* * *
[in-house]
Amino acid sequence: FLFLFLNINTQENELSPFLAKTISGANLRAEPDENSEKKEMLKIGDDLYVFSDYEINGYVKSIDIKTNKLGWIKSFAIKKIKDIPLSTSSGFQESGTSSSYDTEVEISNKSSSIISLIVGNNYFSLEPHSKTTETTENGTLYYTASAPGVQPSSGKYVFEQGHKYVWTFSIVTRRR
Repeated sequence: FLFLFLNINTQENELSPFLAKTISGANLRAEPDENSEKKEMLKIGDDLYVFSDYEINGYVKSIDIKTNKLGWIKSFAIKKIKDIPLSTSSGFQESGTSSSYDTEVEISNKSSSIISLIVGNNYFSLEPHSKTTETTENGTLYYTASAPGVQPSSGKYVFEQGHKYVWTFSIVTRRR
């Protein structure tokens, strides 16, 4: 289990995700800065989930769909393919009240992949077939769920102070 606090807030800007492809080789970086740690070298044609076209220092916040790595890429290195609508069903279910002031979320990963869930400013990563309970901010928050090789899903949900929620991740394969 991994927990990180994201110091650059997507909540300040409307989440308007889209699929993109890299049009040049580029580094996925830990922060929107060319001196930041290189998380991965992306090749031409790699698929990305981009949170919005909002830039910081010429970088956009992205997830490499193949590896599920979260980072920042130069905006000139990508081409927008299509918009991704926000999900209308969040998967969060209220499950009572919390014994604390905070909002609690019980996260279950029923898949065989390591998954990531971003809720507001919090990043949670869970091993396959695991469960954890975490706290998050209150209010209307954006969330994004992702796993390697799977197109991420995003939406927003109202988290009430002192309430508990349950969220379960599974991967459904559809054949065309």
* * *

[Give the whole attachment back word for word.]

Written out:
[in-house]
Amino acid sequence: FLFLFLNINTQENELSPFLAKTISGANLRAEPDENSEKKEMLKIGDDLYVFSDYEINGYVKSIDIKTNKLGWIKSFAIKKIKDIPLSTSSGFQESGTSSSYDTEVEISNKSSSIISLIVGNNYFSLEPHSKTTETTENGTLYYTASAPGVQPSSGKYVFEQGHKYVWTFSIVTRRR
Repeated sequence: FLFLFLNINTQENELSPFLAKTISGANLRAEPDENSEKKEMLKIGDDLYVFSDYEINGYVKSIDIKTNKLGWIKSFAIKKIKDIPLSTSSGFQESGTSSSYDTEVEISNKSSSIISLIVGNNYFSLEPHSKTTETTENGTLYYTASAPGVQPSSGKYVFEQGHKYVWTFSIVTRRR
């Protein structure tokens, strides 16, 4: 289990995700800065989930769909393919009240992949077939769920102070 606090807030800007492809080789970086740690070298044609076209220092916040790595890429290195609508069903279910002031979320990963869930400013990563309970901010928050090789899903949900929620991740394969 991994927990990180994201110091650059997507909540300040409307989440308007889209699929993109890299049009040049580029580094996925830990922060929107060319001196930041290189998380991965992306090749031409790699698929990305981009949170919005909002830039910081010429970088956009992205997830490499193949590896599920979260980072920042130069905006000139990508081409927008299509918009991704926000999900209308969040998967969060209220499950009572919390014994604390905070909002609690019980996260279950029923898949065989390591998954990531971003809720507001919090990043949670869970091993396959695991469960954890975490706290998050209150209010209307954006969330994004992702796993390697799977197109991420995003939406927003109202988290009430002192309430508990349950969220379960599974991967459904559809054949065309």